Gender (animate-inanimate)

Observation
ᐧᐋᐸᐦᑕᒻ᙮ Click here to hear this word waapahtam. She sees it.
ᐧᐋᐸᒣᐤ᙮ Click here to hear this word waapameu. She sees him.

The verb ᐧᐋᐸᐦᑕᒻ waapahtam talks about something being seen, while the verb ᐧᐋᐸᒣᐤ waapameu talks about someone being seen. A verb like ᐧᐋᐸᐦᑕᒻ waapahtam can only be used with an inanimate noun for its goal (the role of the one being looked at). For example, one could say ᐧᐋᐸᐦᑕᒻ ᒨᐦᑯᒪᓂᔫ waapahtam muuhkumaniyuu (inanimate noun, ‘knife’) “She sees a knife” but never *ᐧᐋᐸᐦᑕᒻ ᓈᐯᐤᐦ* waapahtam naapeuh (animate noun, ‘man’). A verb like ᐧᐋᐸᒣᐤ waapameu on the other hand, can only be used with an animate noun like ᓈᐯᐤᐦ naapeu ‘man’:

ᐧᐋᐸᒣᐤ ᓈᐯᐤᐦ᙮ waapameu naapeuh. She sees a man/men.

Consider these other examples:

ᒦᒎ ᐧᐃᔮᓯᔫ᙮ Click here to hear this word miichuu wiyaasiyuu. S/he eats meat.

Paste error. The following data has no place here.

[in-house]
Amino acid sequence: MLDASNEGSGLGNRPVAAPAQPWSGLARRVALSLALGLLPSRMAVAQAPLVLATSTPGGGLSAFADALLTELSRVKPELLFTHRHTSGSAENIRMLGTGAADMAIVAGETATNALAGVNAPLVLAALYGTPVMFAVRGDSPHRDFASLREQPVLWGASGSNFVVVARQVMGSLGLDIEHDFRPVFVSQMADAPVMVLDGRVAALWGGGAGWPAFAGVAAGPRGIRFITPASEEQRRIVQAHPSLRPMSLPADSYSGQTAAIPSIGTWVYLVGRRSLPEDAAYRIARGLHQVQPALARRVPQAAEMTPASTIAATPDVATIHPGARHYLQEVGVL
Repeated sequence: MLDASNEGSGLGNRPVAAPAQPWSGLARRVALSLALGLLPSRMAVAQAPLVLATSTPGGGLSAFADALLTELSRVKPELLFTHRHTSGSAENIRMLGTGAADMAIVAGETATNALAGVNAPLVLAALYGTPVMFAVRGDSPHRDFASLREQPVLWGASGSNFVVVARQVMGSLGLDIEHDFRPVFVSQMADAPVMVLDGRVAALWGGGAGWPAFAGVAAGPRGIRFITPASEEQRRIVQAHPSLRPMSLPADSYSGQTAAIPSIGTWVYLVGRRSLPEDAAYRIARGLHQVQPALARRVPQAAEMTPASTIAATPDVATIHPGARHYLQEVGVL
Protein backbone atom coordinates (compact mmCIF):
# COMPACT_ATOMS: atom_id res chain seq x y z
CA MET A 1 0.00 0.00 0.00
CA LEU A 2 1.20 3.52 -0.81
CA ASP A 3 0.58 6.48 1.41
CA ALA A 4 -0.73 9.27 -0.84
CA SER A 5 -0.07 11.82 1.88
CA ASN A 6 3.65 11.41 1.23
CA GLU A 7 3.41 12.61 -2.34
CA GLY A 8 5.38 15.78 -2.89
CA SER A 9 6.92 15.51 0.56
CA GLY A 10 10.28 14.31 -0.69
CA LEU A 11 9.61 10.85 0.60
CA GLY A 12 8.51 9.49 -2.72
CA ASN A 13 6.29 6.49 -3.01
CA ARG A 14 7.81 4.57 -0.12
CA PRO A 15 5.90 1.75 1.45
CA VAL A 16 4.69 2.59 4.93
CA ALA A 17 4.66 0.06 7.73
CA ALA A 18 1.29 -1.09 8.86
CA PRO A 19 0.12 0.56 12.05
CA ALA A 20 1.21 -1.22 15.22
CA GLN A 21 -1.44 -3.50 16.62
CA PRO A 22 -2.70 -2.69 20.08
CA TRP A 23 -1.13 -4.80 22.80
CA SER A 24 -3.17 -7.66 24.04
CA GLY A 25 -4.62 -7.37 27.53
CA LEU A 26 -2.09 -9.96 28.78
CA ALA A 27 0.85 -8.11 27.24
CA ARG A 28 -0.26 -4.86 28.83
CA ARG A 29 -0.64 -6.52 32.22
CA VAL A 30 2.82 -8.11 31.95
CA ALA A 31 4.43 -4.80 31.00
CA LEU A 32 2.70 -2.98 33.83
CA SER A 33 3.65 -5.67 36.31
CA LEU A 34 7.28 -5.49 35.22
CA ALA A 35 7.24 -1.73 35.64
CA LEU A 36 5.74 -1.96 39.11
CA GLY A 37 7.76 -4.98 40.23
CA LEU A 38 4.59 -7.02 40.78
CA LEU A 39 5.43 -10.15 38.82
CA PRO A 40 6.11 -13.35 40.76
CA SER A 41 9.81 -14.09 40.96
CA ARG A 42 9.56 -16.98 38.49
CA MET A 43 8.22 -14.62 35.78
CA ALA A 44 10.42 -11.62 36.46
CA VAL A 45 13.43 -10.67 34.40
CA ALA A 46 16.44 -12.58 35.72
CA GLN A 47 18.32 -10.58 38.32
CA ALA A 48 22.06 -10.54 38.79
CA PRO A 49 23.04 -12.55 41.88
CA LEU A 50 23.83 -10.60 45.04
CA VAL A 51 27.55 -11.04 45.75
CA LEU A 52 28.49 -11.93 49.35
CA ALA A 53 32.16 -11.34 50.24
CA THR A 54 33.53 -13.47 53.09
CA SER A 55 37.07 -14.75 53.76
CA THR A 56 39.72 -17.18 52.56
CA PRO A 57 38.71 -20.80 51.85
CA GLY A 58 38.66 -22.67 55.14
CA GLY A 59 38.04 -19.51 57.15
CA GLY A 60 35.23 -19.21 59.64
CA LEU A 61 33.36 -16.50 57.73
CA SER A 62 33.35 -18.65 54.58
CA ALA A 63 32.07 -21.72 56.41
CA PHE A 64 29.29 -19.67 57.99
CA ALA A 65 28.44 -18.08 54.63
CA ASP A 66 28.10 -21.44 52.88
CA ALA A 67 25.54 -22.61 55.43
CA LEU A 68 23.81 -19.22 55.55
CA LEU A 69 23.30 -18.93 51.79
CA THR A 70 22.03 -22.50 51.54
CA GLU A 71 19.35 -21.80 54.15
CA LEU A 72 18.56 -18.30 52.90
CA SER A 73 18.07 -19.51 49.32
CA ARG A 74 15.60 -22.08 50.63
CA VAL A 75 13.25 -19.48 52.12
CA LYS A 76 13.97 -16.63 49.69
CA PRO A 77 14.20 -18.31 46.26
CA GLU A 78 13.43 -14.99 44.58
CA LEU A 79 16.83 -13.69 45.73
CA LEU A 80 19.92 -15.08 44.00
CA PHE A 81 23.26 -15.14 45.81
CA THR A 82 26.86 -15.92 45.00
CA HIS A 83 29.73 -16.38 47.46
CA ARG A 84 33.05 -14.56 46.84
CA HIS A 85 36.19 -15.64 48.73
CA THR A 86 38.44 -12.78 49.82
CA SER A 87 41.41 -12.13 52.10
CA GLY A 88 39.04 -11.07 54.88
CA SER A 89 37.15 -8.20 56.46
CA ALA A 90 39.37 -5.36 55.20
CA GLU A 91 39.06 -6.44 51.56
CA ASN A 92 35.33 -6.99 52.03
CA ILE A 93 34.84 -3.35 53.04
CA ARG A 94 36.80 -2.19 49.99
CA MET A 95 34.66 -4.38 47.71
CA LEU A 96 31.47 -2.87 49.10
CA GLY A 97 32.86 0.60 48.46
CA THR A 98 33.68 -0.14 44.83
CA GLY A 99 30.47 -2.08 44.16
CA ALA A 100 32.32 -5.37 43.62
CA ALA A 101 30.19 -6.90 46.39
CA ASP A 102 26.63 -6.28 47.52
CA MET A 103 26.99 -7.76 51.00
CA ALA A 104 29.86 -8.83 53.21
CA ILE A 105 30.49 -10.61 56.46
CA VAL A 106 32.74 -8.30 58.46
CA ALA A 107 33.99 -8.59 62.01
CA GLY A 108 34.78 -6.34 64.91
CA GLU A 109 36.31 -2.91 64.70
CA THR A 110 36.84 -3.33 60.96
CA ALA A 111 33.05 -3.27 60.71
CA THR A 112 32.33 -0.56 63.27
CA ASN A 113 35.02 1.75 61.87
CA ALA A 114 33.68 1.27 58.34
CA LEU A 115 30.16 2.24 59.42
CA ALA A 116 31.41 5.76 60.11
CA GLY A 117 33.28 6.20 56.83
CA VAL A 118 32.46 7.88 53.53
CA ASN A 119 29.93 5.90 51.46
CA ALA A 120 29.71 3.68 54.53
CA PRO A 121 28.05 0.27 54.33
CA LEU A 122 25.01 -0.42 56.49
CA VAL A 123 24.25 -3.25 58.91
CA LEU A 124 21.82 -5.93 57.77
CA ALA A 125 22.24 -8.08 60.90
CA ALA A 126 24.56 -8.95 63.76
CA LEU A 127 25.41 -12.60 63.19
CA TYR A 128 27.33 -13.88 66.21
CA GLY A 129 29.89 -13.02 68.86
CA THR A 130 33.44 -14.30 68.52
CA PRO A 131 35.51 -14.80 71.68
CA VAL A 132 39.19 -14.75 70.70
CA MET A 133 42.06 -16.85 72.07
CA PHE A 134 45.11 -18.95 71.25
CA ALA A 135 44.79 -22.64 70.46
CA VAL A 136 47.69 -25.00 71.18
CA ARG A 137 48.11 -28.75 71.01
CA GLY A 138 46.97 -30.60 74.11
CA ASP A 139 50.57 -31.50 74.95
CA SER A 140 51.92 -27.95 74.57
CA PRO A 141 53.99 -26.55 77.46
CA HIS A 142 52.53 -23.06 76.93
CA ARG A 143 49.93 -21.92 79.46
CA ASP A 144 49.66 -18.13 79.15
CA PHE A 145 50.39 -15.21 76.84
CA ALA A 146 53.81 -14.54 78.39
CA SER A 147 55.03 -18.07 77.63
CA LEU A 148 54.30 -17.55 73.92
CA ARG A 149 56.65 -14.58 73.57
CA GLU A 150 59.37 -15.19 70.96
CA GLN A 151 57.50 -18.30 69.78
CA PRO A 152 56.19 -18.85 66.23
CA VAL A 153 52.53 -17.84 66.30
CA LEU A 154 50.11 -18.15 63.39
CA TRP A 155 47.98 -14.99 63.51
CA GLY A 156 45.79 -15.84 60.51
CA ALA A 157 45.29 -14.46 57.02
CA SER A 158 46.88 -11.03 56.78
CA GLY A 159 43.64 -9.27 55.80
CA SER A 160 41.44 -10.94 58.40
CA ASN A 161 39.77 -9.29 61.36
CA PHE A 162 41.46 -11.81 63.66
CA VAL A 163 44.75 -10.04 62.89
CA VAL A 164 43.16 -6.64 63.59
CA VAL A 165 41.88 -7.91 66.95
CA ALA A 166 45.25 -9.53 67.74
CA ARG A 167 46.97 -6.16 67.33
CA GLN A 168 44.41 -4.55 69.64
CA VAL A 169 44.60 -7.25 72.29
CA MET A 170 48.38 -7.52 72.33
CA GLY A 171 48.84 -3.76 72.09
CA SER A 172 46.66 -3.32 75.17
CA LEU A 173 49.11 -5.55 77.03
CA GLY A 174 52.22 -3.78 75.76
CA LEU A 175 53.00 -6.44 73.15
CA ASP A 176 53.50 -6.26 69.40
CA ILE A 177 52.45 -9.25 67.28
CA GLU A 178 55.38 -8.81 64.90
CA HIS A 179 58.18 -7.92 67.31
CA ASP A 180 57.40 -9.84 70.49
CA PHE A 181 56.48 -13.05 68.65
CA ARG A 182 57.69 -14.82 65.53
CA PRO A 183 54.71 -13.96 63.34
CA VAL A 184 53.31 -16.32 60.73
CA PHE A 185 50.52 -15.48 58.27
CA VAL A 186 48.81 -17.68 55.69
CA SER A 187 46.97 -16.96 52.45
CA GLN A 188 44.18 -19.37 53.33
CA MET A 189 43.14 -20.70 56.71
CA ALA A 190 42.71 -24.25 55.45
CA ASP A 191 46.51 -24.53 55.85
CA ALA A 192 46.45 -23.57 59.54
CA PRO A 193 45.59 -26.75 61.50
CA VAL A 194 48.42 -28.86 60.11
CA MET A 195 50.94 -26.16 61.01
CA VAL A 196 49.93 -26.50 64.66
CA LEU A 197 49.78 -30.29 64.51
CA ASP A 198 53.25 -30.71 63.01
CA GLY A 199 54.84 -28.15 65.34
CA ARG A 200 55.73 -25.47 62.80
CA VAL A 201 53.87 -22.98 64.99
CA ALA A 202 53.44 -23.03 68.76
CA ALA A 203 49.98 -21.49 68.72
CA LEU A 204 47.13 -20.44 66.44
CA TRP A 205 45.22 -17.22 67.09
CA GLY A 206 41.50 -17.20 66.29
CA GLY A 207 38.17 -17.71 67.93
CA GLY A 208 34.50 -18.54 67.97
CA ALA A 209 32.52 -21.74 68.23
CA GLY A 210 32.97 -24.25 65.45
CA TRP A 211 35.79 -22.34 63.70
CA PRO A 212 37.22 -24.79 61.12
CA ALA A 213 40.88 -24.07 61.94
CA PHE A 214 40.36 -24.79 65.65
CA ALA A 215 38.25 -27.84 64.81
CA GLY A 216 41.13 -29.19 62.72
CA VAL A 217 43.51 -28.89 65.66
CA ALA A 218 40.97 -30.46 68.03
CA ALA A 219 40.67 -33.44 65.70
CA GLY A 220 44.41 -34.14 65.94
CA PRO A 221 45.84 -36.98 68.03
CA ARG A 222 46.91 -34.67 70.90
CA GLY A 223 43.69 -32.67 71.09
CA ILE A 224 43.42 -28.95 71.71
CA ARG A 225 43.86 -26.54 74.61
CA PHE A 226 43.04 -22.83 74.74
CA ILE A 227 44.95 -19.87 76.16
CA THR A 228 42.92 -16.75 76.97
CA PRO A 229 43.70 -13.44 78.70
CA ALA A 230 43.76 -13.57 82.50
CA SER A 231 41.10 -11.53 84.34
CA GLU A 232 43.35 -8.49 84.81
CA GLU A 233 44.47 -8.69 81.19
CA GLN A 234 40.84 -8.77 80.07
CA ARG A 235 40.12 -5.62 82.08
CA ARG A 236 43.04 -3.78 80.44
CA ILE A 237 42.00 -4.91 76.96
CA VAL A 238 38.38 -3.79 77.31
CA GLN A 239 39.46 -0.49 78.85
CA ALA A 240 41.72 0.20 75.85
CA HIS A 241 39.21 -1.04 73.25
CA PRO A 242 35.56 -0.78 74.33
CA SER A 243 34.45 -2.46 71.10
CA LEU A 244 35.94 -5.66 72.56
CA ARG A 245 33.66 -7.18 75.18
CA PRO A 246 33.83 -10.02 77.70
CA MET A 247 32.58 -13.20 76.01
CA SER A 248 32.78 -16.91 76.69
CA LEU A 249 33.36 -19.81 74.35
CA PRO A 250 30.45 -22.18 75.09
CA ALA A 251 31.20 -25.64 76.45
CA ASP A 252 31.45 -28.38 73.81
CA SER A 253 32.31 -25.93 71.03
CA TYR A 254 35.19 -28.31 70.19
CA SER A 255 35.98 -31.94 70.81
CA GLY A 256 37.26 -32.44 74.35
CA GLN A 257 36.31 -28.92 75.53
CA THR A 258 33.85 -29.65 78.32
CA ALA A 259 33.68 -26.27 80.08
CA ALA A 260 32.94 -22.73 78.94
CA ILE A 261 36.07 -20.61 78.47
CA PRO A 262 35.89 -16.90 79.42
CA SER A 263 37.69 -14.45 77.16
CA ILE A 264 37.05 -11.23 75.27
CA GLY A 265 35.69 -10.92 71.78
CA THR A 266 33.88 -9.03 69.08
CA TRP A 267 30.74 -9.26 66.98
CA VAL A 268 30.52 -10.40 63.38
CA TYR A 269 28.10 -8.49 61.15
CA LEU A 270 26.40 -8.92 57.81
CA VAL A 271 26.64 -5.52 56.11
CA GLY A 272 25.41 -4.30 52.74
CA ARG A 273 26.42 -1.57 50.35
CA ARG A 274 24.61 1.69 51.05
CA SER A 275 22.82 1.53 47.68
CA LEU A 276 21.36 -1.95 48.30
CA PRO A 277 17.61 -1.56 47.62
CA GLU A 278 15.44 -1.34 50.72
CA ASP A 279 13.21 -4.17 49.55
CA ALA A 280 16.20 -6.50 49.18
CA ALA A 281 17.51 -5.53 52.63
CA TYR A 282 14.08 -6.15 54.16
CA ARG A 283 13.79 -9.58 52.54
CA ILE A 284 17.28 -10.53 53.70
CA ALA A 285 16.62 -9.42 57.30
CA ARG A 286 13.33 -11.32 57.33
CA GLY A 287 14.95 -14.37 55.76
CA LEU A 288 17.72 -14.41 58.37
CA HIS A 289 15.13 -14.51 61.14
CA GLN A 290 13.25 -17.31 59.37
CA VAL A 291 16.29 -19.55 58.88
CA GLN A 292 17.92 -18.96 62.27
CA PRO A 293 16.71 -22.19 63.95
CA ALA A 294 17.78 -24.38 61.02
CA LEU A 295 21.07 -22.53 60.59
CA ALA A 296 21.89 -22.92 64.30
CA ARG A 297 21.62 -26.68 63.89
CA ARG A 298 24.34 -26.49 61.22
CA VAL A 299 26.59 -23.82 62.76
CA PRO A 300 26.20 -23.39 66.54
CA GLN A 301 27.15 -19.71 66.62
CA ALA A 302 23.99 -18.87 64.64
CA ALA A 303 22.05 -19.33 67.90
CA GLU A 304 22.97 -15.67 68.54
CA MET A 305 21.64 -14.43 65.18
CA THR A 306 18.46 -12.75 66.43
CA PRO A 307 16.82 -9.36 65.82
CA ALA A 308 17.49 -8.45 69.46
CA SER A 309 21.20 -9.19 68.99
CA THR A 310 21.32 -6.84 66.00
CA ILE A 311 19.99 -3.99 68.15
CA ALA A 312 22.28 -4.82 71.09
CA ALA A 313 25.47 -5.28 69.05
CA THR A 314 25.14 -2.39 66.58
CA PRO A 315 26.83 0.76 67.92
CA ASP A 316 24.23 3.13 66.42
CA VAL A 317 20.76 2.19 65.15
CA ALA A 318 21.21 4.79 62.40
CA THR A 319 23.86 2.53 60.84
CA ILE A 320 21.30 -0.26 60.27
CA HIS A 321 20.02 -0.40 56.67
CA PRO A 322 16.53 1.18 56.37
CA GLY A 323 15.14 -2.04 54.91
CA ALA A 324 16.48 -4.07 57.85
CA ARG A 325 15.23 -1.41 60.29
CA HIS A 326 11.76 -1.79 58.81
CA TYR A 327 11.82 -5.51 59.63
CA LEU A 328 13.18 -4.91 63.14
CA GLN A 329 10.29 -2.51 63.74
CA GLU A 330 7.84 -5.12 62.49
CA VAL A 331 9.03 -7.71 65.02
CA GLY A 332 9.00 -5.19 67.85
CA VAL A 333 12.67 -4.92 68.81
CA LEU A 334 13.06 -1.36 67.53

ᒧᐧᐁᐤ ᐋᐃᐦᑯᓈᐤᐦ᙮ Click here to hear this word muweu aaihkunaauh. S/he eats bannock.

In a transitive verb, it is the role of what or who is being acted upon (called “the goal”) that determines which verb is used.

This distinction between animate and inanimate roles also applies to intransitive verbs:

ᐋᐸᑎᓐ᙮ Click here to hear this word aapatin. It is in use.
ᐋᐸᑎᓰᐤ᙮ Click here to hear this word aapatisiiu. She is working.

In an intransitive verb, there is only a single role, and it determines which verb is used.

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